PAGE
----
Dr. Heiko Hofmann

Master study of Biology at the University of Giessen/Germany and Ph.D. Thesis in Molecular biology and Microbiology at the University of Muenster/Germany. After the Master degree Dr. Hofmann has done a scientific internship at the wellknown Harvard University in Boston/USA. After the Ph.D. degree he has worked in different small and big companies in the fields of basic science, product development, marketing and sales. Since 2015 Dr. Hofmann is working for the laboratory Biovis in Germany. He has given more then 100 lectures in Germany and Europe on the topics of Microbiology, Mitochondrial function and lab diagnostics.


Mitochondrial medicine

Mitochondria is an organelle found in the cells of most eukaryotes and they use aerobic respiration to generate adenosine triphosphate (ATP), the source of chemical energy in the cells. Mitochondria are involved in several human disorders like cardiac dysfunction, immune deficiency, metabolic disorders, neurodegenerative disorders and chronic fatigue.  Chronic fatigue for example as can be found in cancer patients after therapy but as discussed in the last months and years also in Post/long Covid patients.

Complex and chronic illnesses which accompany a dysfunction of the mitochondria are a growing health problem.  Reasons for this could be consumption of calorie-dense foods, a modern sedentary lifestyle, increasing stress and/or chronic subclinical inflammations exacerbate the emergence of these syndromes, as well as comorbidities, which are continuously increasing.

Normally diagnoses are confirmed by muscle biopsy. There is a whole variety of such inborn mitochondrial diseases. They can practically concern every area of the mitochondrion. For pyruvate dehydrogenase alone there are several diseases of which most are passed on dominantly x-chromosomal. In addition, there are also disorders of citrate cycle, the respiratory chain or fat burning (e.g. carnitine transporter deficiency).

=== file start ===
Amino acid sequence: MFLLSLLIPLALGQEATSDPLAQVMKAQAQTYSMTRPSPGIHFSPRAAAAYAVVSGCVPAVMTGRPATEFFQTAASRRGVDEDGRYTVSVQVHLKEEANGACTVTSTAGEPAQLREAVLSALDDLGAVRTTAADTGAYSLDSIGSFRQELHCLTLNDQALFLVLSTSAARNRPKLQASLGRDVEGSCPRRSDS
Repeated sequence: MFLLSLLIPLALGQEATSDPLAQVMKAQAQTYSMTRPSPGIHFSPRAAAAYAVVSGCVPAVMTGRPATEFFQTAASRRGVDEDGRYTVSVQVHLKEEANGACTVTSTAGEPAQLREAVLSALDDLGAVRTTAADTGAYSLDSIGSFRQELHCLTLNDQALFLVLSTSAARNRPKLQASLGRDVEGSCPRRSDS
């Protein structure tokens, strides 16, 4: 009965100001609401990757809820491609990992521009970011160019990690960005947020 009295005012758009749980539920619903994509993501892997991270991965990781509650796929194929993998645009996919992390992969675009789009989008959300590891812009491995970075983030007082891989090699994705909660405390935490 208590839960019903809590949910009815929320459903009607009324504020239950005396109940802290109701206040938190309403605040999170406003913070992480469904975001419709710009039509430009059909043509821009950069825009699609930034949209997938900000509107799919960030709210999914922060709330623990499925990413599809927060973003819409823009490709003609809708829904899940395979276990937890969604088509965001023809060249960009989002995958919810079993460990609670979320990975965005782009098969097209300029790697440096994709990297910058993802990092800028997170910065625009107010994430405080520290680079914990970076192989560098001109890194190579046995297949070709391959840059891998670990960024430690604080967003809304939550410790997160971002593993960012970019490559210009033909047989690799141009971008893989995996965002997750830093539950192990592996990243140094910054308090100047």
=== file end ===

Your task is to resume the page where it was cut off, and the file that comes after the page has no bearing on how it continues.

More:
Acquired forms are more frequent than genetic mitochondrial diseases. For patients suffering from acquired mitochondrial diseases the analyses do not yield characteristic findings. The clinical patterns may vary considerably. Patients often complain about lack of energy, but also complaints similar to those of CFS, MCS or fibromyalgia can be observed. Acquired mitochondrial diseases are triggered by nitrosative stress, which may damage the structure and genome of mitochondria, and lack of mitochondrial co-factors like for example co-enzyme Q10, riboflavin or niacin.

In 2014 Chacko et al have described a method to test the mitochondrial function by measuring the oxygen consumptions of the cells. Determining this mitochondrial or bioenergetic health index or BHI thus takes on particular importance. Not only does it capture the state of the mitochondria, but it also enables clear statements with prognostic and diagnostic value. Testing of the BHI in the circulating mononuclear blood cells (PBMCs) represents a test for mitochondrial function under the effects of the factors described above.

Measuring the mitochondrial function, necessary cofactors for the complexes in the mitochondrial membrane and factors that inhibit mitochondrial function like nitrosative and oxidative stress could be an approach to help patients with acquired mitochondrial disease.



2.)Biovis expert information: Mitochondrial disease, 1/2012. www.biovis.de

3.) The Bioenergetic Health Index: a new concept in mitochondrial translational research. doi: 10.1042/CS20140101

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